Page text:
Potential conflict of interest: Nothing to report.
Comments on minimizing misdiagnosis of hepatocellular carcinoma from magnetic resonance imaging†
Article first published online: 20 JUL 2009
Copyright © 2009 American Association for the Study of Liver Diseases
Volume 50, Issue 4, page 1316, October 2009
How to Cite
Cho, Y. K. (2009), Comments on minimizing misdiagnosis of hepatocellular carcinoma from magnetic resonance imaging. Hepatology, 50: 1316. doi: 10.1002/hep.23177
- Issue published online: 28 SEP 2009
- Article first published online: 20 JUL 2009
- Accepted manuscript online: 20 JUL 2009 12:00AM EST
To the Editor:
I read with interest the article by Rimola et al.1 on the magnetic resonance (MR) findings of intrahepatic cholangiocarcinoma (ICC). The authors stated that the most characteristic MR contrast pattern for ICC in cirrhosis was progressive contrast uptake throughout the different phases, while contrast washout during delayed phases was not observed. As the authors pointed out, a significant number of ICC nodules were reported to display washout on dynamic computed tomography (CT) imaging, and this could be taken as a potential for a false positive diagnosis of hepatocellular carcinoma (HCC) if noninvasive diagnostic criteria of the American Association for the Study of Liver Diseases (AASLD) guidelines are applied.1–3 This article suggests that a false diagnosis of HCC can be minimized based on the MR findings, especially for delayed imaging. I agree with the authors on the main concepts of the study, but I would like to make some comments as follows.
First, the number of ICCs was relatively small, as the authors have pointed out in the text. Moreover, the diagnostic challenge between ICCs and HCCs is usually confined to small tumors less than 3 cm in size.2 The number of small ICCs less than 3 cm in size was only 20 in this series, and was not sufficiently large to allow for a decisive conclusion regarding a diagnosis.
Second, the peripheral region of the medullary subtype of cholangiocarcinoma with abundant tumor cells is known to show prominent early enhancement on MR imaging.4 In fact, a small number of ICC tumors with early enhancement and delayed washout pattern on MR imaging have already been reported, although these are very rare.4, 5 Areas of an ICC with early enhancement and rapid washout pattern seem to indicate active growth.3 Again, I feel that a final conclusion for the specificity of delayed MR imaging requires further large-scale studies in patients with cirrhosis.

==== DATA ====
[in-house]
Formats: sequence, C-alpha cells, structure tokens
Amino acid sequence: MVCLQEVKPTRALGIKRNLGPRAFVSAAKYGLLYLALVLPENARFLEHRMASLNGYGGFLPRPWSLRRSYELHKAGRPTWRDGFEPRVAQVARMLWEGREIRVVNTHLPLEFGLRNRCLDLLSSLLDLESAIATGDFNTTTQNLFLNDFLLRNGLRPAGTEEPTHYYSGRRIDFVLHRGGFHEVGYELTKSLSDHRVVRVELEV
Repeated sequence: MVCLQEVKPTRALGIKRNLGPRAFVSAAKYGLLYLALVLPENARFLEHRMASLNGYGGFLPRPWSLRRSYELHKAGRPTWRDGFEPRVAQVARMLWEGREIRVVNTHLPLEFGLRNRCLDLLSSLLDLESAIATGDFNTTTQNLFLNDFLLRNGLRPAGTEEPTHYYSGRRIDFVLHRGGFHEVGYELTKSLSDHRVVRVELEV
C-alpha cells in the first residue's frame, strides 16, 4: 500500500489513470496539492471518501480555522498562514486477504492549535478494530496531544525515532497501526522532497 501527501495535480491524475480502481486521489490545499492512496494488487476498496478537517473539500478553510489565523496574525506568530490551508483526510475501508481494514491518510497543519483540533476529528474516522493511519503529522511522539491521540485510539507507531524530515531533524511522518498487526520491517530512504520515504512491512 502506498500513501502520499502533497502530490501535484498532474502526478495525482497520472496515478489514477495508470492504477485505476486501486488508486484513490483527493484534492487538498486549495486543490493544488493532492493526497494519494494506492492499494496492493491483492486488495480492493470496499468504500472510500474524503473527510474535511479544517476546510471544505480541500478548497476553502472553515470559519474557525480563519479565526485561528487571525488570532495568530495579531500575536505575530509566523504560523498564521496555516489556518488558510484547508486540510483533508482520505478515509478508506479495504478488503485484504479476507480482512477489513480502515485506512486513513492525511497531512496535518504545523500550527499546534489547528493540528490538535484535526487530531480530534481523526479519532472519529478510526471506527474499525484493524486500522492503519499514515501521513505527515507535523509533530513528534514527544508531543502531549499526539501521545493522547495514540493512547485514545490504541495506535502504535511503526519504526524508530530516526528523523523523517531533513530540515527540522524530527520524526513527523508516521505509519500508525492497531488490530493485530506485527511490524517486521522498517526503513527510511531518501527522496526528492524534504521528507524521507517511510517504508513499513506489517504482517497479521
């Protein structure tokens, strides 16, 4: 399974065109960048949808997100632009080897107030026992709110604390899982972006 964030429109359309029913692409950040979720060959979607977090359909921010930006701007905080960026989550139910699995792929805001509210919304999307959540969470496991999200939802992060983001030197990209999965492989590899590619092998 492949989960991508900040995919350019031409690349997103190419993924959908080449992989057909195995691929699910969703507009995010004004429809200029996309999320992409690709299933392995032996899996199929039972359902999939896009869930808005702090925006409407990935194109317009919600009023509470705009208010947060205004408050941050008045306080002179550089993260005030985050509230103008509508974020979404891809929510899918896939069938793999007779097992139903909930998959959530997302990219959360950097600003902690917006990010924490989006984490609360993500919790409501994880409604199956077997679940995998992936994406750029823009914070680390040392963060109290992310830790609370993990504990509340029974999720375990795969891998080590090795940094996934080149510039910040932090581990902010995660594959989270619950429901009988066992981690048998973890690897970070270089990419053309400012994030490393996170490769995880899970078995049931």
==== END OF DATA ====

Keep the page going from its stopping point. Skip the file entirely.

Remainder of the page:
In addition, some metastatic lesions from a hypervascular primary neoplasm can also show early enhancement and delayed washout of contrast material.6 However, in these tumors, washout is usually limited to the peripheral portion of the tumors (rim sign), which is a specific finding for the presence of a metastasis.6 Therefore, these observations would not weaken the strength of the present AASLD guidelines.
It seems evident that the use of liver MR imaging, especially with delayed phase images, is very promising for the differential diagnosis of liver tumors. However, I think that the chance of a false diagnosis of an HCC can be minimized only when these potential limitations are considered together. Future large-scale studies will be essential to obtain definite diagnostic conclusions.
- 1Cholangiocarcinoma in cirrhosis: absence of contrast washout in delayed phases by MR avoids misdiagnosis of hepatocellular carcinoma. HEPATOLOGY 2009;doi:10.1002/hep.23071., , , , , , et al.
- 2Peripheral mass-forming cholangiocarcinoma in cirrhotic liver. AJR Am J Roentgenol 2007; 189: 1428–1434., , , , , .
- 3Varing appearances of cholangiocarcinoma: radiologic-pathologic correlation. Radiographics 2009; 29: 683–700., , , , , , et al.
- 4Contrast-enhanced MR imaging of intrahepatic cholangiocarcinoma: pathologic correlation study. J Magn Reson Imaging 1995; 5: 165–170., , , , , , et al.
- 5Intrahepatic peripheral cholangiocarcinoma: comparison of dynamic CT and dynamic MRI. J Comput Assist Tomogr 1999; 23: 670–677., , , , , .
- 6Characterization of focal hepatic masses by dynamic contrast-enhanced MR imaging: findings in 311 lesions. Magn Reson Imaging 1997; 15: 275–285., , , , , .
Yun Ku Cho M.D.*, * Department of Radiology, Seoul Veterans Hospital, Seoul, Korea.